Were there specific guidelines given by DC when it came to coming up with these projects? Perhaps not in terms of the finished graphic novels but even speaking to the characters at the hearts of them? It feels as if each of the three are re-approaching concepts and tropes from DC’s superhero universe from different directions, making them fresh again in the process.

Krajewski: Our editor, Jim Chadwick, essentially gave us a clean slate to work with, where we could explore our own ideas without feeling limited by any specific guidelines, so that was amazing.

Muro: It really allowed us to create a genuinely original superhero and story that stand on their own. The creative process was incredibly organic.

Hansen: I think I pushed to integrate DC lore into the story way more than the team at DC did. I mentioned the wide lane thing before, and that really is how the project was approached. DC wanted to let this project breathe on its own, but I have to admit, it was nice to sneak a couple of DC character Easter eggs in there from time to time. 

Quinn: The only real advice I remember is when we were working on our long pitch and DC noted they wanted stories that focused on the characters and their inner development. This was such a great note to have, because otherwise it would’ve been so easy to think DC! and Graphic Novel! and end up going big on action sequences and cool costumes. OK, we actually did still go big with action sequences and cool costumes, but we made sure that it all came back to our characters and who they were at heart and what they wanted.

Were there things that you were told to stay away from? I’m surprised that only Anti/Hero features preexisting DC mythology, and even there, it’s minor.

Lunetta: DC was very open and receptive…there weren’t any "don'ts," really. DC actually didn’t tell us to set our book in Gotham City, or have a Batman cameo…that was all at my insistence. While the story is about these girls, as a total geek I could not pass up the chance to have Batman visit…and to write dialogue for the caped crusader himself! We didn’t want Batman to overshadow the girls though, so we were very mindful of keeping them front and center. 

Was there any interplay between the creative teams on each title? Did you each know what you were working on, outside of your own titles?

Krajewski: I was aware what other books DC was making, but we didn’t talk with the other creative teams. I think it was important to DC, and to us, to just focus on our one specific story.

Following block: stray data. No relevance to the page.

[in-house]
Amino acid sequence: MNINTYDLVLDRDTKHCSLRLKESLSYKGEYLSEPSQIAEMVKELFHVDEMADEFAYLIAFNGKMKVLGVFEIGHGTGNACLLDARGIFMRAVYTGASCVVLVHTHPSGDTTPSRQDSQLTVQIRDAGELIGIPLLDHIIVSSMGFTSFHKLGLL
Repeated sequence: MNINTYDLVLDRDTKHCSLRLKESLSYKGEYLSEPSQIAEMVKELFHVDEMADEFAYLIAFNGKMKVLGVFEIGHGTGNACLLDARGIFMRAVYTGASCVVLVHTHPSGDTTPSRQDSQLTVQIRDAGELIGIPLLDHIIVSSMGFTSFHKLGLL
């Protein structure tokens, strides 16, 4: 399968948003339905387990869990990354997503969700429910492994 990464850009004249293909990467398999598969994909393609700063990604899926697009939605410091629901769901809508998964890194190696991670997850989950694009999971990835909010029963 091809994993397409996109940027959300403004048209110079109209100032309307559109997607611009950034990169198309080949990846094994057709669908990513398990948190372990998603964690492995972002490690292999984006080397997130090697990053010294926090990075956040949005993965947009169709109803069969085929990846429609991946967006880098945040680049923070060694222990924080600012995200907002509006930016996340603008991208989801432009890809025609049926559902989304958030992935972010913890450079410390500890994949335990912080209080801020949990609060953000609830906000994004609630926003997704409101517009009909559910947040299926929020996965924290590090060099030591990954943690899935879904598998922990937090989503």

Hansen: What Tom said! I really didn’t know much until the other IPs were nearing completion. It was super fun to see the other offerings, and when I got a chance to read Primer and Anti/Hero, I was probably more excited than ever. Just being part of this family is an incredible experience.

Quinn: We had no idea! Although, to be honest, we were so feverishly focused on our own little book it never really occurred to us to ask.

Lunetta: Ha! Yes, we really had no idea about the other projects, but I’m so honored to be a part of this original concept trio!

Because each of the stories feels like an origin, and because Primer closes off this first wave, is there a hunger on each of your behalf to create the next chapter of your particular stories — and have you all checked out each other’s books and feel the desire for a crossover between characters and properties if you do continue…?

Krajewski: Huge hunger. Massive! If Primer does well, we already have the next two books plotted out. DC didn’t ask us to do it — we just love the character and world and, story-wise, we have some loose ends to tie up from the first book, so we have the rest of the trilogy already planned.

Muro: And we have checked out the other creators’ books and we love them, so big yes to a crossover. Though, with their very similar colorful styles, I’d really love to see Primer go up against Harley Quinn — and beat her — maybe in a movie, directed by Patty Jenkins. 

Hansen: After you play around with a cast of characters for a year or so, it’s pretty hard to let them go. I have a bunch of stories in my brain box ready to go with the cast of My Video Game Ate My Homework. I can’t help it; they still speak to me. And crossover, you say, um — yes! Count me in anytime! In fact, I may have done some fan art already.

Quinn: I haven’t read Primer yet, but I will definitely be visiting Barnes and Noble on release day to get a copy. Dustin and I did an ARC tradesy of our books, which was really cool. I didn’t actually get to read his book until several weeks after it arrived, because my daughter had to read it five times first, but when she finally allowed me some time with it, I loved it! So yes, a crossover could be so much fun!

Lunetta: Crazy crossover mega-book? I’m in! We would also love to play with more characters within the DC universe. It was such a fun, rewarding experience.

Anti/Hero and My Video Game Ate My Homework are both available digitally and in stores now. Primer will be released on June 23.